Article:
Wilmar and Musim Mas accused of just delivering "talks"

JAKARTA (foresthints.news) - The Mopoli Raya Group - ex-supplier to Wilmar International and Musim Mas - has accused the two palm oil giants of contributing nothing besides mere "talks" over the eight months since Mopoli Raya committed to stop the deforestation of high carbon stock (HCS) forests in its concession in an effort to protect these forests. This accusation has come as a great surprise to many observers.

The Mopoli Raya Group ended its deforestation practices after the two IPOP signatories suspended their purchases from Mopoli Raya, as it became clear that the company was continuing to clear HCS forests located in its concession in the Leuser Ecosystem, which plays host to the Sumatran elephant.  

After the completion of an HCS forest assessment by an international consultant in the early months of this year, the areas that had been mapped as containing HCS forests were instead encroached upon by third parties using chainsaws and burning, in effect further destroying the Sumatran elephant habitat.  

All of this has been disclosed in a new report published by Greenomics Indonesia, which criticizes Wilmar and Musim Mas for taking a hands-off approach to the protection of the high carbon stock forests - home to the Sumatran elephant - situated in the Mopoli Raya Group's palm oil concession.

“Wilmar requested that we sign a letter of sustainability commitment in line with its policy. However, we were averse to signing it. Why would we want to sign it? Wilmar has shown itself only to be interested in talks over the eight months from when we stopped deforestation. Signing such a letter would have been of no benefit to us. Those eight months of inaction are proof enough,” Sabri Basyah, member of the Mopoli Raya Group’s Board of Commissioners, told foresthints.news on Wednesday (Mar 30).

With respect to the Greenomics report, Wilmar simply replied to an e-mail from foresthints.news by saying, “Our apologies for missing the deadline, but we have no comment on the report in question.” This was more specifically a reference to a deadline extension Wilmar had been given to respond to the report.

Meanwhile, the response given to foresthints.news by the Musim Mas Group via Carolyn Lim, the group’s Corporate Communications Manager, on Wednesday (Mar 30), failed to satisfactorily address the substance of the Greenomics report and the issues it raised.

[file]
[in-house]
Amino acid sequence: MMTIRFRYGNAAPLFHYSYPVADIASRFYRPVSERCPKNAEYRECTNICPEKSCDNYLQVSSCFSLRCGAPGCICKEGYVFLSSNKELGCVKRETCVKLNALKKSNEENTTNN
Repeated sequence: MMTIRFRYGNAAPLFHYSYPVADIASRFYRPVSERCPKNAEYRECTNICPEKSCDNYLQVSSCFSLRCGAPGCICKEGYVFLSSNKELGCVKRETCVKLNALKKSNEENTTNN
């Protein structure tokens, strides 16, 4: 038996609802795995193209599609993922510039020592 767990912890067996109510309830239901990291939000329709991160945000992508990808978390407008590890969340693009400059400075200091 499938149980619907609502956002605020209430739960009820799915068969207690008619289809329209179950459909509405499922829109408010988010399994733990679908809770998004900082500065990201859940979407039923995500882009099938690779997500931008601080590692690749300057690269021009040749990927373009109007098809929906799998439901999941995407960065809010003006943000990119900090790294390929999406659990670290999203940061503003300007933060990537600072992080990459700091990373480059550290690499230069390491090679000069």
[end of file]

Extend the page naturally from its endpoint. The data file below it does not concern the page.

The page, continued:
In essence, the company’s response was not far removed from the press statement issued on its website on 30 June 2015.

However, Musim Mas did say that, “IPOP has commissioned Daemeter to provide a strategic framework for solutions to protect the Leuser Ecosystem.” Furthermore, the group also declared that it was working together with TFT on capacity building, training workshops and supply chain linkages with other palm oil players.

Nonetheless, foresthints.news received the following response, upon seeking confirmation regarding these two claims, from the Mopoli Raya Group.

“We know nothing about what Musim Mas is currently working on. We are not involved in any way whatsoever. We have no idea whether it’s related to our concession or not. That’s how it is,” Sabri said.   

Wilmar and Musim Mas must step up

“Left unchecked, palm oil expansion will lead to the further loss of lowland rainforests in the Leuser Ecosystem, including critical habitat areas for the Sumatran elephant controlled by Mopoli Raya,” said Gemma Tillack, Agribusiness Campaign Director for the Rainforest Action Network (RAN), in response to a question on the issue from foresthints.news on Wednesday (Mar 30).

Gemma stressed that both Wilmar and Musim Mas must step up their efforts to drive the transformation of the palm oil sector in Aceh by providing incentives for suppliers, including smallholders, to halt further expansion into the Leuser Ecosystem.

“The time for collective action is now. If a new pathway for development in Aceh - which has the protection of the Leuser Ecosystem at its core - is not created, millions of Acehnese people will continue to see their land stolen, forests degraded, their water sources and air polluted, and their sources of livelihood destroyed,” Gemma cautioned ominously.


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